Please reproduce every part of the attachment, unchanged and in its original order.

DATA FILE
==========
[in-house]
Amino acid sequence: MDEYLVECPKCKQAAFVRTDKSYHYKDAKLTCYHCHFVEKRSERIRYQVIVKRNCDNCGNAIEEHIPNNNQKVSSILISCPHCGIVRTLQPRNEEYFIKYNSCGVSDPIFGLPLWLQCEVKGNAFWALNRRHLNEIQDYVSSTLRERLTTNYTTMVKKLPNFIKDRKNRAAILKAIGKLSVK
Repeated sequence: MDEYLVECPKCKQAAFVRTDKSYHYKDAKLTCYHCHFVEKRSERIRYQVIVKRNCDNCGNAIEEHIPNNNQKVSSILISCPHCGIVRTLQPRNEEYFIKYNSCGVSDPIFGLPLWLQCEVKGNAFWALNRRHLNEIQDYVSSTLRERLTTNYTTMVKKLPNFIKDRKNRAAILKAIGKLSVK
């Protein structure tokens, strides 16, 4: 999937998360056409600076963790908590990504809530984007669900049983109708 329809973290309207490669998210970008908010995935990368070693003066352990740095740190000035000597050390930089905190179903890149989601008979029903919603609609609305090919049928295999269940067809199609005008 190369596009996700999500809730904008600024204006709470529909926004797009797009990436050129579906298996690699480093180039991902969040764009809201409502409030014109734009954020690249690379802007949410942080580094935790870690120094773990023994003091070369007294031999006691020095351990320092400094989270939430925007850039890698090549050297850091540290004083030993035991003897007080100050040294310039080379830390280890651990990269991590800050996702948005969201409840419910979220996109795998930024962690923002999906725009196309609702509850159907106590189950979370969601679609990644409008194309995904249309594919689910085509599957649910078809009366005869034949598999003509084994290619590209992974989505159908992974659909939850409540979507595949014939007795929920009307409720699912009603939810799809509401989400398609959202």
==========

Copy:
[in-house]
Amino acid sequence: MDEYLVECPKCKQAAFVRTDKSYHYKDAKLTCYHCHFVEKRSERIRYQVIVKRNCDNCGNAIEEHIPNNNQKVSSILISCPHCGIVRTLQPRNEEYFIKYNSCGVSDPIFGLPLWLQCEVKGNAFWALNRRHLNEIQDYVSSTLRERLTTNYTTMVKKLPNFIKDRKNRAAILKAIGKLSVK
Repeated sequence: MDEYLVECPKCKQAAFVRTDKSYHYKDAKLTCYHCHFVEKRSERIRYQVIVKRNCDNCGNAIEEHIPNNNQKVSSILISCPHCGIVRTLQPRNEEYFIKYNSCGVSDPIFGLPLWLQCEVKGNAFWALNRRHLNEIQDYVSSTLRERLTTNYTTMVKKLPNFIKDRKNRAAILKAIGKLSVK
């Protein structure tokens, strides 16, 4: 999937998360056409600076963790908590990504809530984007669900049983109708 329809973290309207490669998210970008908010995935990368070693003066352990740095740190000035000597050390930089905190179903890149989601008979029903919603609609609305090919049928295999269940067809199609005008 190369596009996700999500809730904008600024204006709470529909926004797009797009990436050129579906298996690699480093180039991902969040764009809201409502409030014109734009954020690249690379802007949410942080580094935790870690120094773990023994003091070369007294031999006691020095351990320092400094989270939430925007850039890698090549050297850091540290004083030993035991003897007080100050040294310039080379830390280890651990990269991590800050996702948005969201409840419910979220996109795998930024962690923002999906725009196309609702509850159907106590189950979370969601679609990644409008194309995904249309594919689910085509599957649910078809009366005869034949598999003509084994290619590209992974989505159908992974659909939850409540979507595949014939007795929920009307409720699912009603939810799809509401989400398609959202």